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Pierce Warnecke // Deafened By The Noise Of Time CD

Pierce Warnecke // Deafened By The Noise Of Time CD

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American sound artist Pierce Warnecke, who is a lecturer at Berklee College of Music in Barcelona, ​​Spain, will release the latest work from Australian sound label Room2022 in August 8.Below is a commentary by the author himself.

Deafened By The Noise Of Time is a speculative attempt at how sound decays and disappears, examining the inevitable entropy and decay of all things over time through four tracks. say.The title is borrowed from Julian Barnes' novel The Noise of Time, a fictional biography of Shostakovich.

I first started working on the material for this album for a performance at the Eglise Saint-Méry in Paris in 2017.After the concert, I started editing the music, struggling with the work, finding new flaws each time, and not being able to stick to the original compositional ideas.Frustrated, I decided to strip the musical content down to a more voluminous structure and look for other principles and processes to tie everything together.

Focusing on rusty, dirty, burnt or broken finds, the camera uses simple lighting and slow movement.I like the idea that these things are both modern and ancient, modern relics of a world that is constantly crumbling.I also like the idea of ​​being able to feel memories of things that have become almost unrecognizable.This pushes the back against the inevitability of impermanence.I love the act of salvaging and reusing discarded objects to shed a new, yet uncertain, light on them.I like to think of this as a sort of ritual transformation of "trash to treasure", the evocation of all of an object's past through imperceptible clues left on its surface.

In Deafened by the Noise of Time, I wanted to apply these ideas to sound and consider how certain musical ideas fade away through the accumulation of interference as a kind of sonic precipitation and erosion. rice field.External elements such as dialogue, field recordings, generative noise, silence, and inharmonic tones can be applied like rust covering metal, like memories fading, or as rubble accumulates and compresses things, turning them into stone. Cover the original music to keep it safe.In these works, 'time' is viewed as a constant burial of the present moment, allowing only small details of the 'now' (and things within it) to be seen as echoes to the future.

Labels and other worksClick here for the guidelines. ///Click here to see more Room40 releases available at Tobira.

----------------------------

Artist statement:

"'The darkness does not lift but becomes yet heavier as I think how little we can hold in mind, how everything is constantly lapsing into oblivion with every extinguished life, how the world is, as it were, draining itself, in that the history of countless places and objects which themselves have no power of memory is never heard, never described or passed on.' - WG Sebald, 'Austerlitz'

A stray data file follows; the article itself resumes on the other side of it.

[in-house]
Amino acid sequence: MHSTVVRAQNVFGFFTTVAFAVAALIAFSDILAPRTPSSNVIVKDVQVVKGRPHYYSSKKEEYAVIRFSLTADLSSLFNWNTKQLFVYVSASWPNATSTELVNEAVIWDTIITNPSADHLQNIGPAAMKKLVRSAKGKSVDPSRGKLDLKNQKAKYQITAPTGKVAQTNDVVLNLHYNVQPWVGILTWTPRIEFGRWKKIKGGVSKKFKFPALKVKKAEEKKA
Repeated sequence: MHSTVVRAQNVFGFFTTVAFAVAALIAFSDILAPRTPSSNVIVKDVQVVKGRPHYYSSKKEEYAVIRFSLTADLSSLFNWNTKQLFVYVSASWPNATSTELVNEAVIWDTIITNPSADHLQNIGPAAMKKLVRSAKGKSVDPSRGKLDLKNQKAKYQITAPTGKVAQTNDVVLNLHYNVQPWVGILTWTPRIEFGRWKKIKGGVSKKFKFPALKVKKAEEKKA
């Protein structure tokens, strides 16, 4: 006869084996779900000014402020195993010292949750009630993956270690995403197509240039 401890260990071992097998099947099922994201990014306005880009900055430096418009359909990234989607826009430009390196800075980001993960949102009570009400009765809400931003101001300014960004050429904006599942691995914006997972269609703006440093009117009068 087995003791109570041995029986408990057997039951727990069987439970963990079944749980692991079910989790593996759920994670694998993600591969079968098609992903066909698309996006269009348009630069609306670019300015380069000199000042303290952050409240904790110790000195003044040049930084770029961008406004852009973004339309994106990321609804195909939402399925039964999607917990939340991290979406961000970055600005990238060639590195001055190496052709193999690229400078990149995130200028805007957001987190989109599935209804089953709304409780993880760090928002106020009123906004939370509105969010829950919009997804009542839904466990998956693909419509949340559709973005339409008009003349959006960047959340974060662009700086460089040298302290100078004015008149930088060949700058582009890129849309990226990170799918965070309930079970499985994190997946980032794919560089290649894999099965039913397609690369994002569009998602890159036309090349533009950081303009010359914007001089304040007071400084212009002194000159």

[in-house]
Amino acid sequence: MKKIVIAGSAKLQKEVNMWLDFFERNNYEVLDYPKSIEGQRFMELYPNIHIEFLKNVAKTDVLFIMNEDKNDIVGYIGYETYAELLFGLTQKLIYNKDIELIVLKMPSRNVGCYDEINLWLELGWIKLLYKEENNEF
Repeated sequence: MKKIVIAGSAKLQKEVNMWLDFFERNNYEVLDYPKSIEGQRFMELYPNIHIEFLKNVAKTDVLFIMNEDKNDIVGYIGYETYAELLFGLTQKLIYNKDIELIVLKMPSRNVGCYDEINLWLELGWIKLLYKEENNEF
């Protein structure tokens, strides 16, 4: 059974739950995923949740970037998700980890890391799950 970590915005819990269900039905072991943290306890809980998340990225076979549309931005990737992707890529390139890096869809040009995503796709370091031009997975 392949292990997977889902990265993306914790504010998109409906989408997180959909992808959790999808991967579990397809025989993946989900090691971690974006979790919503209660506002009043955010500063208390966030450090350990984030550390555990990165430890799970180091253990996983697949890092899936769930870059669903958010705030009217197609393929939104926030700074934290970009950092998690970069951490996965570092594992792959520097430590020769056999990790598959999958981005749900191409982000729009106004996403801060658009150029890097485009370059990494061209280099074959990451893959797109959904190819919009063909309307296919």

Deafened by the Noise of Time is a speculative take on how sound might decay and disappear; a reflection on the unavoidable entropy and dislocation of all things over time through 4 compositions, one with video. Noise of Time' (itself borrowed from Jewish Russian poet Osip Mandelstam), a fictional biography of Shostakovitch.

I first started working on the material for this album for a performance at Eglise Saint-Merry in Paris in 2017. Following the concert, I sat down to edit the music but struggled with the pieces, every time finding new flaws, unable to follow through with the original compositional ideas. together.

For this, I shifted focus to a long running part of my video practice: the deterioration of things over time, where I use my camera with simple lighting and slow movements to focus on rusty, dirty, burned or broken found objects. idea of ​​these things being both recent and ancient, contemporary artefacts of a world in constant decay. I like the idea of ​​being able to still sense memory on objects even when they've become almost entirely unrecognizable. I like how this pushes back against the inevitability of impermanence. I like the act of scavenging and reusing discarded objects to put them in new but uncertain light. I like to think of it as a kind of ritualistic transformation of 'trash-to-treasure', a conjuring of a thing's entire past through imperceptible clues left on it's surface.

For Deafened by the Noise of Time I wanted to apply these ideas to sound, and consider how a musical idea might disappear under an accumulation of interferences, as a kind of sonic sedimentation and erosion. External elements such as conversations, field recordings, generative noises , silence and inharmonic tones cover the original music similar to the way rust covers metal, or how memories dim and fade, or the way debris accumulates and compresses an object, casting it in stone. of the present moment, leaving visible only small details of the 'now' (and the things within it) as echoes towards the future."